Aviation

In Honor of the Super Sabre

Developed in January 1951, the Super Sabre with it’s 45 degree swept wing, giving it the name Sabre 45, was North American’s next evolution up from the F-86 Sabre. The new plane was accepted November 30th 1951 with a surprising amount of Titanium in the plane. It first flew on May 25th 1953, Seventy Four years ago today. The F-100 arrived seven months ahead of schedule with a Mach rating of 1.04. It went on to serve in Vietnam but production remained limited due to favor of Republic’s F-105 Thunderchief.

Between 1953 and 1955 tests were performed to determine maximum performance. While overall performance had improved, the plane was declared unfit to continue until design changes were met. Project Hot Rod as it was called during the tests determined that many deficiencies in the design required a rebuild. Yaw instability was among the most troubling of deficiencies. Inertia coupling would develop which would cause a sudden yaw to which the pilot couldn’t react fast enough. George Welch was killed on October 12th 1954 during a dive test due to this. Another issue involved the swept wings at certain angles of attack. At stall speeds, inefficient lift on the tips of the wings would cause pitch ups which were hazardous at low elevation. It became known as the Sabre Dance. Despite this over 2,200 were built.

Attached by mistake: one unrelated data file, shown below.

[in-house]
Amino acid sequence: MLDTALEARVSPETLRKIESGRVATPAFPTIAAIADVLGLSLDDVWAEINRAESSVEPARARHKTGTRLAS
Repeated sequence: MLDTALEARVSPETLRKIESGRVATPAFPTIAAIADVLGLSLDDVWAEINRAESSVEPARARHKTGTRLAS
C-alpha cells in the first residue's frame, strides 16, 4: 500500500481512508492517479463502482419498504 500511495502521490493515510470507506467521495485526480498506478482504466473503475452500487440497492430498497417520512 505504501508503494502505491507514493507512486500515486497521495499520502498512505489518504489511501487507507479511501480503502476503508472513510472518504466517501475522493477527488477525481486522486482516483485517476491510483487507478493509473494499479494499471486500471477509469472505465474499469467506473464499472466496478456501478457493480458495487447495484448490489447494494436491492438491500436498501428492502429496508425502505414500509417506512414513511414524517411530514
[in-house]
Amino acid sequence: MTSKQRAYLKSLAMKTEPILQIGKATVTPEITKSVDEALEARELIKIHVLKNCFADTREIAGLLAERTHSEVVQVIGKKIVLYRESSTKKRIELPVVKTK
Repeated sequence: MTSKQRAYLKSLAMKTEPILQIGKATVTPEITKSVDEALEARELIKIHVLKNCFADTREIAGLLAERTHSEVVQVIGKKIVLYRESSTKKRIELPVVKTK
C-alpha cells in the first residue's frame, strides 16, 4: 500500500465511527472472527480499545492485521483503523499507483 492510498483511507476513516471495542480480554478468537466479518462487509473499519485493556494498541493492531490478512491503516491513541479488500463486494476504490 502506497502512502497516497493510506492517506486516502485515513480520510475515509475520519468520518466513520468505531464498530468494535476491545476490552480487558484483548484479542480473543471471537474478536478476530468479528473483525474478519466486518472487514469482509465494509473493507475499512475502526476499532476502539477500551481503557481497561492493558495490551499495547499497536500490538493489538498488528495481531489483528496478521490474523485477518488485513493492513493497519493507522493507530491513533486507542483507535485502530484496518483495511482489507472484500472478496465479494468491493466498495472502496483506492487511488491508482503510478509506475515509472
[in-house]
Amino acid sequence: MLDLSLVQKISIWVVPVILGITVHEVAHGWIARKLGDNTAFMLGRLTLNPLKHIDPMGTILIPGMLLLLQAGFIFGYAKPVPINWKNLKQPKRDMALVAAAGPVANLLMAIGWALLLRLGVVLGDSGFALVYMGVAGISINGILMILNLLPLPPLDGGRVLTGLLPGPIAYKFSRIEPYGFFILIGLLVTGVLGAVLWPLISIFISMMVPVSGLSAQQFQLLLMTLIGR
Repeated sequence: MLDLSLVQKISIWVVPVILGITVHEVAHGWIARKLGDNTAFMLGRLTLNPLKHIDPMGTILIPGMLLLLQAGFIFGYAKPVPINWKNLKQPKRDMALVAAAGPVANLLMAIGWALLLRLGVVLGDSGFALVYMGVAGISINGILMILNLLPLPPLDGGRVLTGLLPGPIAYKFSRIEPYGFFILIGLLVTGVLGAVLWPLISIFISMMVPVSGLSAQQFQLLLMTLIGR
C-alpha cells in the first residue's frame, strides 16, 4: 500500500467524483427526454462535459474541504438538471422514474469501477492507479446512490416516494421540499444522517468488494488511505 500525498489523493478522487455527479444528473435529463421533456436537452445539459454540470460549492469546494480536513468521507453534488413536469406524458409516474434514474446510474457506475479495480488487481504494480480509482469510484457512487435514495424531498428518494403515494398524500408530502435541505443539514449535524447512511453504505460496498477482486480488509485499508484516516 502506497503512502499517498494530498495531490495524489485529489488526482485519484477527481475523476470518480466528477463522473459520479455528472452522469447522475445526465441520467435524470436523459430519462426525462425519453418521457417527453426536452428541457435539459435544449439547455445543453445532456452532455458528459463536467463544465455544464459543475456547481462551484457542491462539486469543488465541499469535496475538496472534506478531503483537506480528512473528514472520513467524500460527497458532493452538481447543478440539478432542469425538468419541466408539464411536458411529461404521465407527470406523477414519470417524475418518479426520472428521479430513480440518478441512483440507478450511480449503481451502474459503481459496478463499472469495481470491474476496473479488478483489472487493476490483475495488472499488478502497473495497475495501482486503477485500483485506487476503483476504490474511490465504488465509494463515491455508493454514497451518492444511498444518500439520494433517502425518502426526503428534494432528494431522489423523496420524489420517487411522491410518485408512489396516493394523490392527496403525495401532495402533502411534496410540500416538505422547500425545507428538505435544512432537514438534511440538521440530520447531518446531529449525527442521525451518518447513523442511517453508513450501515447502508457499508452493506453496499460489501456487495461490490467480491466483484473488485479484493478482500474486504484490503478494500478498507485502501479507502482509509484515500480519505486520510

The F-100A first entered service September 27th 1954 at George AFB, California. After six major accidents the fleet was grounded until February 1955. Due to world conflicts, continuing accidents and needs that had to be met, the F-100 went between active and deactive service for years. It served throughout Vietnam and was retired in 1970. It went on to serve in the Air National Guard until 1979.

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